Reviews /

Amazing Animals

Authored by Sabrina Weiss
Illustrated by Paul Davis
Published by What on Earth Books

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The fourth in the Our Amazing World series released by the excellent non-fiction publishers What on Earth Books, Amazing Animals is a beautifully illustrated picture book which draws the reader in with both its descriptions and its illustrations. Using a muted palette, I appreciated the tones as many recently published non-fiction titles can feel like an assault on my senses and create information overload.

In Amazing Animals the grouping of creatures is intriguing. Sometimes we have a double page spread on an environment or region and on other occasions animal behaviours are explored such as parenting or transformation skills. This kept me interested and could lead to interesting discussions about how we categorise animals. As well as poring over the beautiful illustrations, I got lost in the often filmic quality of the prose: ‘Orangutans (1.5 metres, Borneo and Sumatra) are known as the gardeners of the forest. As these red-haired apes traverse the treetops of the rainforest, they break off dead branches, allowing the sunlight to reach the forest floor.’ At the centre we also have a gate-fold world map so that the reader can locate all the amazing animals and consider animal migrations. The picture book explores terminology in the introduction and provides a useful glossary and index.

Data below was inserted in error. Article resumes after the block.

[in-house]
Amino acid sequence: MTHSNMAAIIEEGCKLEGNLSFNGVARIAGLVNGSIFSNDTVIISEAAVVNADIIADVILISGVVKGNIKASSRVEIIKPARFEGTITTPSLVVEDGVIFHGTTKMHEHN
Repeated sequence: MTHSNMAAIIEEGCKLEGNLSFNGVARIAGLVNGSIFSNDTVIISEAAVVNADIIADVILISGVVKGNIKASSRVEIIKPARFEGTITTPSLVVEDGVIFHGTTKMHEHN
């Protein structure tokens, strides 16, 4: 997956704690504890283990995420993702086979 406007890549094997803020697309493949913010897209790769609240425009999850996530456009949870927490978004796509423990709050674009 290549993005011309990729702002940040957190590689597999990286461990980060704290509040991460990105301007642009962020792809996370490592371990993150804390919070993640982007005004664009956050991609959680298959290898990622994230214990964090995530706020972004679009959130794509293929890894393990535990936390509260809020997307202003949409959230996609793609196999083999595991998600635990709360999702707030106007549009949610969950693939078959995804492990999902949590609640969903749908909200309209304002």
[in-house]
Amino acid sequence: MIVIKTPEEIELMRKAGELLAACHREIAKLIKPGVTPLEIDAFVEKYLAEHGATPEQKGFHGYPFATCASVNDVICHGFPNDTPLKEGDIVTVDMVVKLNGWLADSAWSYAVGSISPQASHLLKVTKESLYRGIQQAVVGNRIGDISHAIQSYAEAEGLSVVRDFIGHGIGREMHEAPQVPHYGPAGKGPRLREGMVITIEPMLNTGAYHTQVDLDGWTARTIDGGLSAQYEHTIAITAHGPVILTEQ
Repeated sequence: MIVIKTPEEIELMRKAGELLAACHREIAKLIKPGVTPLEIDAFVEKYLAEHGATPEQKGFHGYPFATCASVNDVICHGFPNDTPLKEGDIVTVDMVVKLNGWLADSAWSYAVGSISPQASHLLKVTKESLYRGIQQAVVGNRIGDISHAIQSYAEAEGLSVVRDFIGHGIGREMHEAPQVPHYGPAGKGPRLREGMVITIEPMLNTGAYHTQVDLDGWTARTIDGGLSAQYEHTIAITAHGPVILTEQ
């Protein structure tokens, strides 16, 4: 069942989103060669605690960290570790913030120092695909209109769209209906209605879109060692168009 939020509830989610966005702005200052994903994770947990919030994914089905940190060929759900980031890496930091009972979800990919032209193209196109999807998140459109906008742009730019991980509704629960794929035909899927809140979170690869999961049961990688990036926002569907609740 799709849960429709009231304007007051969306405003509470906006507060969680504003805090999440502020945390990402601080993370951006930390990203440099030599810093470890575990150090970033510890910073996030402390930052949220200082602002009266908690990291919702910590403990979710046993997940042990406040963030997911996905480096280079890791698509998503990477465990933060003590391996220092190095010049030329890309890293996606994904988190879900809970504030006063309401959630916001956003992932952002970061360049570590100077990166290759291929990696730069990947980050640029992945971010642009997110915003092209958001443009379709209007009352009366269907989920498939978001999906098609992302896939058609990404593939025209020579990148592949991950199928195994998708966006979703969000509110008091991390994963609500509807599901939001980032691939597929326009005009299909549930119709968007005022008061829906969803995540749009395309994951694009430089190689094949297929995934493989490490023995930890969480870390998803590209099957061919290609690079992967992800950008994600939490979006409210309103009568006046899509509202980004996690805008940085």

This picture book and probably the whole series has earned its place in schools. In Key Stage One I would concentrate on a couple of text boxes which relate to our science topic but then I would let the children explore the book independently and see what questions they come up with. In other Key Stages the information, layout and illustrations will be warmly welcomed. There is plenty of scope for discussions around endangered species,  environmental impact and evolution. A worthy addition to every school library, primary and secondary.